The rest of the interface isn't all that much different from Vista. Nor, if you really look a it hard enough, all that much different from XP. Most of the changes acutally make things EASIER for the average bear to find.

        And you might want to open your eyes and do a bit of reading - Windows 7 runs on most common netbooks - even if they're a bit underpowered and underequipped...
        Wolfie2K3
      • Idiot

        And just how is it a steeper curve than Vista??

        Driver/hardware support better than either XP or Vista (better than OS X in fact), increased ability to tweak and customise, everything well laid out, etc.

        Keep the comments to topics you actually know something about!!
        kaninelupus
    • I second that

      On the generic PC there is nothing that comes close to it; going to
      upgrade my parents computer to it; I'm happy with Snow Leopard and
      how it is looking but I were an existing Vista user, I'd upgrade to
      Windows 7 immediately.

      Office 2010 is also looking really good and will compliment it; I do have a
      feeling though that 2010 will be Windows Vista and 7 only, so those still
      hugging onto Windows XP better get used to being a second class citizen
      in the future.
      Macintoshtoffy
    • Longhorn Lets go round the mulbury bush solo

      Crazy as it sounds i to like s2k8 i think.

      Even though the gurus out there can take potshots at it because of no doubt relevant reasons in a lot of cases i shall remain
      neutral mainly due to knowing nothing in comparison.

      My novice attempts at bench testing LH
      were nothing mil spec but the gui side
      of things was nice and seemingly well featured.

      What interests me in this beast is the improved
      security to the point were mac and win servers
      are no longer talking to each other.

      NTLMV2 has always been a nightmare in this respect hopefully OS X Server and Server
      2k8 can talk to each other again out of the box !

      Maybe they allready do i havent been keeping track?

      Oh boy waiting for the shoes headin my way
      Bye !
      337
  • Now get WM7 out the door . . .

    While W7 should be well received and finally put the
    Vista boogie man in the closet, M$ needs to get WM7 out
    the door. Be that as it may, congratulations to everyone
    at M$ who worked on W7.
    jjworleyeoe
    • Abslutely! :) And ...

      ... Dev10, SQL 2010, Office 2010, XBox fall '09 refresh, Natal, ... ;)
      de-void-21165590650301806002836337787023
  • So let it be written...so let it be done!

    So let it be written...so let it be done!
    http://www.youtube.com/watch?v=3bQnxlHZsjY
    cnfrisch
  • RE: They're soup: Windows 7, Server 2008 R2 released to manufacturing

    I like the Windows 7 RTM build number. 16385 = 2^14 + 1 = 2^(2 * 7) + 1 = 4^7 + 1

    AND using the digits in 2^14 2+1+4 = 7.

    AND 16385 / 7 = 2340.714285714285714285714285714...

    Even the repeating digits start with 7.

    Cue the conspiracy theories!
    drake2
  • A man could die

    on a diet of soup.

    And a computer could die
    on a diet of Microsoft.
    Ole Man
    • Well in that case...

      ...here's you a gift certificate, good for $1000 worth of Campbells Soup.
      Hallowed are the Ori
      • LOL ... nt

        nt
        TheBottomLineIsAllThatMatters
    • uh huh...

      [i]A man could die on a diet of soup.

      And a computer could die on a diet of Microsoft.[/i]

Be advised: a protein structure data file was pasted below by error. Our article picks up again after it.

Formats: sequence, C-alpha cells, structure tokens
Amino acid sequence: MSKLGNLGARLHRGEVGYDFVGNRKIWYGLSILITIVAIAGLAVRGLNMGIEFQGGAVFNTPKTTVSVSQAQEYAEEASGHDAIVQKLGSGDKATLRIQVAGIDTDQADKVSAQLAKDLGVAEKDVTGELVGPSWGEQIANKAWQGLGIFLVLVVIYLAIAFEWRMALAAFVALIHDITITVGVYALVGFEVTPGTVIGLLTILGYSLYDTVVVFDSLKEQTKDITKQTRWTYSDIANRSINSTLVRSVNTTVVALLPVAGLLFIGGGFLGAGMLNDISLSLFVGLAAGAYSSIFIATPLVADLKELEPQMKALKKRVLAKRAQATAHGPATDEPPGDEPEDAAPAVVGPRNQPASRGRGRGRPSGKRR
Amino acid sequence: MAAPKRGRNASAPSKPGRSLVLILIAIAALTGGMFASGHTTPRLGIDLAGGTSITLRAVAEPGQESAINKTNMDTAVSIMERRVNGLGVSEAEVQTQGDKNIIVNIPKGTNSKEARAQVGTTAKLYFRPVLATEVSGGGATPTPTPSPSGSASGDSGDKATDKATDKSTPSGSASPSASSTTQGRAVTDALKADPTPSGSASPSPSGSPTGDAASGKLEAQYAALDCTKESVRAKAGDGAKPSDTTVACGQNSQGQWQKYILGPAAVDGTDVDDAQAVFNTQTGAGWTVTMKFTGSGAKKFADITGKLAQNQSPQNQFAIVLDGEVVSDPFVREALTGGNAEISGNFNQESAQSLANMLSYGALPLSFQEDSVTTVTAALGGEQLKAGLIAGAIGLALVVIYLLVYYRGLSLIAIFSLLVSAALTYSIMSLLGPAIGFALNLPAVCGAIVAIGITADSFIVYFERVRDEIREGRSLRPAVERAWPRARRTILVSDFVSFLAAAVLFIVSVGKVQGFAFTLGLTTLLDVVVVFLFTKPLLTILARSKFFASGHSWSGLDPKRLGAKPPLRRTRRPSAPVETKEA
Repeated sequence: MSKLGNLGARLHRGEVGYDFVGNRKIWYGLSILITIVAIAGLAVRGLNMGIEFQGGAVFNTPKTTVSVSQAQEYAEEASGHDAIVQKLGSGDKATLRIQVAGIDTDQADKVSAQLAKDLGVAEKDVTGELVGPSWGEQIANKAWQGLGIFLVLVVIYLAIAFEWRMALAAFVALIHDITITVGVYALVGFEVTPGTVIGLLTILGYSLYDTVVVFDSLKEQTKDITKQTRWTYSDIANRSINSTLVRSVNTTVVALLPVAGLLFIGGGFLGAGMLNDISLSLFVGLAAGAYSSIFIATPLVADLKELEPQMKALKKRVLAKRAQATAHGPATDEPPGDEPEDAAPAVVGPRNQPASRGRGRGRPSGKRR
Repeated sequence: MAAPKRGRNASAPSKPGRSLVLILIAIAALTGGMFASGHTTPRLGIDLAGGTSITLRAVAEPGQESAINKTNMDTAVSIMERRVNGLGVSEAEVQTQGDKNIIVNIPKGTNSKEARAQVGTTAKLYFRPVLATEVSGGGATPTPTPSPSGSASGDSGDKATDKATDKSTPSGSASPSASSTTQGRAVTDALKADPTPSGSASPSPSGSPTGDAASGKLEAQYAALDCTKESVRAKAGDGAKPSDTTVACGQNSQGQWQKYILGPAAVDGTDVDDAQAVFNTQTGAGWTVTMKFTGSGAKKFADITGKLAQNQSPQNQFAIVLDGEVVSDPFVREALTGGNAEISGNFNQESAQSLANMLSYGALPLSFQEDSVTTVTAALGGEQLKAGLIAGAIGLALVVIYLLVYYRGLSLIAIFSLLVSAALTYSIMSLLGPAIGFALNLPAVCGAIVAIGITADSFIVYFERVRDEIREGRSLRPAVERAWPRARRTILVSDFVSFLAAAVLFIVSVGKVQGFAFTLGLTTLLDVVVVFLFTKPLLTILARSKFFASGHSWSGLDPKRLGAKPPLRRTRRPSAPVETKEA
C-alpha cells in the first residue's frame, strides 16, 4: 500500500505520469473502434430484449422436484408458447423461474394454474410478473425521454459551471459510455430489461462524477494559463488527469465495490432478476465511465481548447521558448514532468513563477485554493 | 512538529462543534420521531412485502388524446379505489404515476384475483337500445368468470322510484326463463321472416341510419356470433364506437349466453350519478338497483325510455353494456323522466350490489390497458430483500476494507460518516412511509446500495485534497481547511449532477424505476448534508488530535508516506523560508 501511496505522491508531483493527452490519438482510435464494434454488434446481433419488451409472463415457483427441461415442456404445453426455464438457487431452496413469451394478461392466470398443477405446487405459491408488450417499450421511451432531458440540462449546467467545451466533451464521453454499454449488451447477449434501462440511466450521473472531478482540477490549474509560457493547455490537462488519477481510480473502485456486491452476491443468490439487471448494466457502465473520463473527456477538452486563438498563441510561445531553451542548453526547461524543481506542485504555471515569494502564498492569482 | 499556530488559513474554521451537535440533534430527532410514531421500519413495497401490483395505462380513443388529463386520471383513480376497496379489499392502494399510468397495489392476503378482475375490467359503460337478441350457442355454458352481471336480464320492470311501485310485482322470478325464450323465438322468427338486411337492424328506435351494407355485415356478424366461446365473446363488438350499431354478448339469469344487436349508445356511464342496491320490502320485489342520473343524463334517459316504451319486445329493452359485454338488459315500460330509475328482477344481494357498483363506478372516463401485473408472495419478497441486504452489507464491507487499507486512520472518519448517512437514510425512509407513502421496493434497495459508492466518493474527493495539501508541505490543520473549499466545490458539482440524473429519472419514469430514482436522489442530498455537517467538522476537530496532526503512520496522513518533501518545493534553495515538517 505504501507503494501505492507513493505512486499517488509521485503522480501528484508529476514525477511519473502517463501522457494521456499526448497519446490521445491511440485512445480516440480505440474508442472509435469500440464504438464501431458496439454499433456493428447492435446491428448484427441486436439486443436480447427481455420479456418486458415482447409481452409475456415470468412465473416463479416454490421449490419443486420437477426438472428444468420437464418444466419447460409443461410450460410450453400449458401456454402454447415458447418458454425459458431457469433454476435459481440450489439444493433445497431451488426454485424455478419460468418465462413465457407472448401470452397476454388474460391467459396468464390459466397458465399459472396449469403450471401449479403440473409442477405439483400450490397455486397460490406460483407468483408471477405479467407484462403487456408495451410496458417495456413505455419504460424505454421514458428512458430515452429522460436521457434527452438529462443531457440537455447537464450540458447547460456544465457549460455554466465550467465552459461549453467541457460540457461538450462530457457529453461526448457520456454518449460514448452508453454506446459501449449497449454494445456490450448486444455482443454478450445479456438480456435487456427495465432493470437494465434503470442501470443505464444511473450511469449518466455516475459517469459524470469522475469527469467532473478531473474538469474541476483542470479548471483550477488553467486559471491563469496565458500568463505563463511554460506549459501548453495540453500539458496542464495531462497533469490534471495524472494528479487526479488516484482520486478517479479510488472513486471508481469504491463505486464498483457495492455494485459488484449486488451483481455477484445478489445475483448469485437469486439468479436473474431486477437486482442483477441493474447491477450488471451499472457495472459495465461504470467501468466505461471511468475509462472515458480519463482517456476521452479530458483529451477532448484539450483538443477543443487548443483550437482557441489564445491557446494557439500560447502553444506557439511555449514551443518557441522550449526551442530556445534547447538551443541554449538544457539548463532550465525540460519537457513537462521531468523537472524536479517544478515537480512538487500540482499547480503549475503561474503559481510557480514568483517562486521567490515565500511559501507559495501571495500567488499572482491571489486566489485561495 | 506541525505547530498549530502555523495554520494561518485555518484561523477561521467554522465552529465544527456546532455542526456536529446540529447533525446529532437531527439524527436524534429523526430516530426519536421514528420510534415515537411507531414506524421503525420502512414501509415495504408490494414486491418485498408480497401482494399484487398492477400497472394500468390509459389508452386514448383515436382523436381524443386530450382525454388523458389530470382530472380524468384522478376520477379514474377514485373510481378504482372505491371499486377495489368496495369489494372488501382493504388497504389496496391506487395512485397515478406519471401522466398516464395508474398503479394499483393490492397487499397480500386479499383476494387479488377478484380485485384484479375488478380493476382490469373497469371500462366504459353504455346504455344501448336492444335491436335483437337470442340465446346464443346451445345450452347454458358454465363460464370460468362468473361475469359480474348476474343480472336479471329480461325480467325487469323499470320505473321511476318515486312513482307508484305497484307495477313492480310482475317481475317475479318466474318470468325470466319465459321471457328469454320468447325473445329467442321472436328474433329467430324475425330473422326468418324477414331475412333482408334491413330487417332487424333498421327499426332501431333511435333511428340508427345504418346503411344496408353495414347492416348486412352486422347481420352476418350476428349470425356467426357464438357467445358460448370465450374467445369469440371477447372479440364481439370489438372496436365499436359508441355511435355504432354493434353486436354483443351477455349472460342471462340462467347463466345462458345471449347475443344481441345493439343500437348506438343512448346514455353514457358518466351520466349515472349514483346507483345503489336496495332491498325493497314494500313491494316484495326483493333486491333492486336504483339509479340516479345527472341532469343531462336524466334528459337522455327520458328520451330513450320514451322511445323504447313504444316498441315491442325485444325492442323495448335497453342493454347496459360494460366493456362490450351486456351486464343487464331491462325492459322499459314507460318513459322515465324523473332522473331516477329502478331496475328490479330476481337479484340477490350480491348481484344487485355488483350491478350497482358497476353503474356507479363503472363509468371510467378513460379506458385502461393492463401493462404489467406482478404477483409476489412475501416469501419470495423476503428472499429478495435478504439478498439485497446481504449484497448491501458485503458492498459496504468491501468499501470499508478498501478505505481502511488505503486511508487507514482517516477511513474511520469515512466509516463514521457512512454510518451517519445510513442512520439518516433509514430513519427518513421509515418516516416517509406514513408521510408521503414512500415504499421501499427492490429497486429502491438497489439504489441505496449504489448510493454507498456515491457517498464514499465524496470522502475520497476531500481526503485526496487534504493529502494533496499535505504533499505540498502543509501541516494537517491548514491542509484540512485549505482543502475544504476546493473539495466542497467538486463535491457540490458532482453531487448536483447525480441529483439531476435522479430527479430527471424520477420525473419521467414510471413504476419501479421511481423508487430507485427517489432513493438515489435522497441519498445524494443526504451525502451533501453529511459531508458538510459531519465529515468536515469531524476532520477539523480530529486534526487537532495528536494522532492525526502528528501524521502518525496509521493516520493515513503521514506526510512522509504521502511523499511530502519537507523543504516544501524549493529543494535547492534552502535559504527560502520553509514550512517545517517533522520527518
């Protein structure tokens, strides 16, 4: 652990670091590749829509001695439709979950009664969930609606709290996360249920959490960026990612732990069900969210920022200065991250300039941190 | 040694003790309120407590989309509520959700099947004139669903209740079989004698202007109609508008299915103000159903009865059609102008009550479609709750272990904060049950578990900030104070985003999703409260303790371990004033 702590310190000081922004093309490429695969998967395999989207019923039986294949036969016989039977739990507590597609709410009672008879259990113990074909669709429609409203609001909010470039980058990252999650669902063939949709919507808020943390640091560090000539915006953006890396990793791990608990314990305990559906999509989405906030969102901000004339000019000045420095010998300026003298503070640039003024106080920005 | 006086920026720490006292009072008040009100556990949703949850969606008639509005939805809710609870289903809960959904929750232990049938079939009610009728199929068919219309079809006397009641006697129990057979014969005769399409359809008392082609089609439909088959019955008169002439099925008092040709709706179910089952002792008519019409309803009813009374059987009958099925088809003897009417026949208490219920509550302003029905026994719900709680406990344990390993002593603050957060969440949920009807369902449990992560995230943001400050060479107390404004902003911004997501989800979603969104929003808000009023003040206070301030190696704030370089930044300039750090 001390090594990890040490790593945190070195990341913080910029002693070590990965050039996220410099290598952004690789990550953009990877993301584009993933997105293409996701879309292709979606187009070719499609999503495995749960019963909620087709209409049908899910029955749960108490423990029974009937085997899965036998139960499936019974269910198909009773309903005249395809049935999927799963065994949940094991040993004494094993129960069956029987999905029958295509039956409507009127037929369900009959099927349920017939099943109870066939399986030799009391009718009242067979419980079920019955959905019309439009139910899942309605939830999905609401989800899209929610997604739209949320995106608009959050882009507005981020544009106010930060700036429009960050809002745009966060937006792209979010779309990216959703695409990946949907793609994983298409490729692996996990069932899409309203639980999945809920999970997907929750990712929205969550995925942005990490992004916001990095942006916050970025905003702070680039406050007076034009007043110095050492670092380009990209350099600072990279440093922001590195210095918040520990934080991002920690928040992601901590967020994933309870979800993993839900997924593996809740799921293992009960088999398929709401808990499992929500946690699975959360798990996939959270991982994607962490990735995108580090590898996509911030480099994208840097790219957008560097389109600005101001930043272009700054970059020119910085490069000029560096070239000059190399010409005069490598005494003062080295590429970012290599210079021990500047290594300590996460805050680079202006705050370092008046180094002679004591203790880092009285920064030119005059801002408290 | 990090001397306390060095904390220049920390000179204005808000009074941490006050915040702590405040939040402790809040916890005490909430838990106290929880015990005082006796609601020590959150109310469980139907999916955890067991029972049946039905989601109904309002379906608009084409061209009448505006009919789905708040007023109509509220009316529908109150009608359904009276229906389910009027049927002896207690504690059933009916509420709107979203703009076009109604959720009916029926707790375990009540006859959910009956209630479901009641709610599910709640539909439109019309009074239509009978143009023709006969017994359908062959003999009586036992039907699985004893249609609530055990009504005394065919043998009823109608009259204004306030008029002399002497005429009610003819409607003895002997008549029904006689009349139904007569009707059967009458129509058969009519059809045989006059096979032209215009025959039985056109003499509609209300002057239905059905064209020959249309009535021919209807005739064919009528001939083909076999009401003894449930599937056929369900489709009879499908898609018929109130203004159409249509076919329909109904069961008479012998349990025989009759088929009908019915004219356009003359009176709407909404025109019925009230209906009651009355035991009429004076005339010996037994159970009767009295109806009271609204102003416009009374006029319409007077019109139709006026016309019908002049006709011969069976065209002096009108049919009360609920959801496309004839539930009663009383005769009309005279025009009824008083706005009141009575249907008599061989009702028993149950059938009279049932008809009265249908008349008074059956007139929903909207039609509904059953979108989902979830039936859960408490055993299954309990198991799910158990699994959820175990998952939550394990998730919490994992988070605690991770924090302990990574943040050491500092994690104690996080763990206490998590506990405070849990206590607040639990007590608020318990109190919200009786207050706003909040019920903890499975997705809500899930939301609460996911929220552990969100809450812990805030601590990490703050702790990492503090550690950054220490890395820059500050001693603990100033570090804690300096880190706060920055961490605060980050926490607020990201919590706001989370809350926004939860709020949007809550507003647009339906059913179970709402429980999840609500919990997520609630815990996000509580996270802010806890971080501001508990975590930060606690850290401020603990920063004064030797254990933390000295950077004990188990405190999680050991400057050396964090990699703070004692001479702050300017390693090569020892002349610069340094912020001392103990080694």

Cute. Of course a man could die on a diet of water, or Bread.

      And a computer could die on a diet of any OS. It's a computer.

      Thanks for the obvious!
      Badgered
    • And a man could die...

      ...of bordom reading the useless posts on ZDnet. If you don't have something useful to say (and I'm talking to you fanboys too), keep it to yourself. There was a time back in the late 90's when I turned to ZD (and its ZDTV) for high quality technical information. My, how times have changed.
      happyharry_z
      • Did you forget how to click to the next frame?

        Or did your computer freeze up on this one?
        Ole Man
      • Not happy as implied

        Oh dear you seem to have forgotten were you are.

        Want tech talk just read the technet articles
        simple.

        No one forced you at gunpoint to read the talkback section.

        Rowwwwwr seriously retract those claws.

        Theres also countless other places you can OD on all your tech talk acronisation of nations.

        Late 90's gee wiz thats like saying well there was no where near as much banter on the internet when all we had was dialup or ISDN at best and BBS's and Terminal eyeish.

        Oh and who can forget WorldGroup Manager software Ohhhhhh them were the days !!!

        Not !!! just be gratefull that browsers aren't
        like IE3 or 4 anymore then you'd have something to whinge about.

        In case you haven't noticed these are places
        were people converse regardless of the subject matter in a lot of cases things wander.

        Cripes do you go calling talkback radio stations telling the other callers to please
        stick to the subject matter and so on ?

        Wow life of the party stuff this lol.

        Everybody clear of cos sooky la la's eyes are
        getting tired from sorting chaff.

        1 2 3

        Ohhhhhhhhhhh

        And on that "happy" note i shall depart.
        337
    • Soup scare product recall

      Persons who purchased MS chunky before 22 July and after July 21 2009 are advised to return it imediatly to the place of purchase as it may contain sections of code which if ingested could be a choking hazard.
      337
  • Congrats MS

    On an extraordinary product. Can't wait for Oct 22nd!
    The one and only, Cylon Centurion
  • RE: They're soup: Windows 7, Server 2008 R2 released to manufacturing

    The thing to note is that the leaked RTM build that is circulating on the internet is 100% unmodified Microsoft code minus the bootable ISO image code which the scene releasers will only be able to lay their hands on once it hits MSDN or Technet. The bootable copy circulating on the internet may need not be an exact ISO image of the copy that went to manufacturing on DVDs.
    xp-client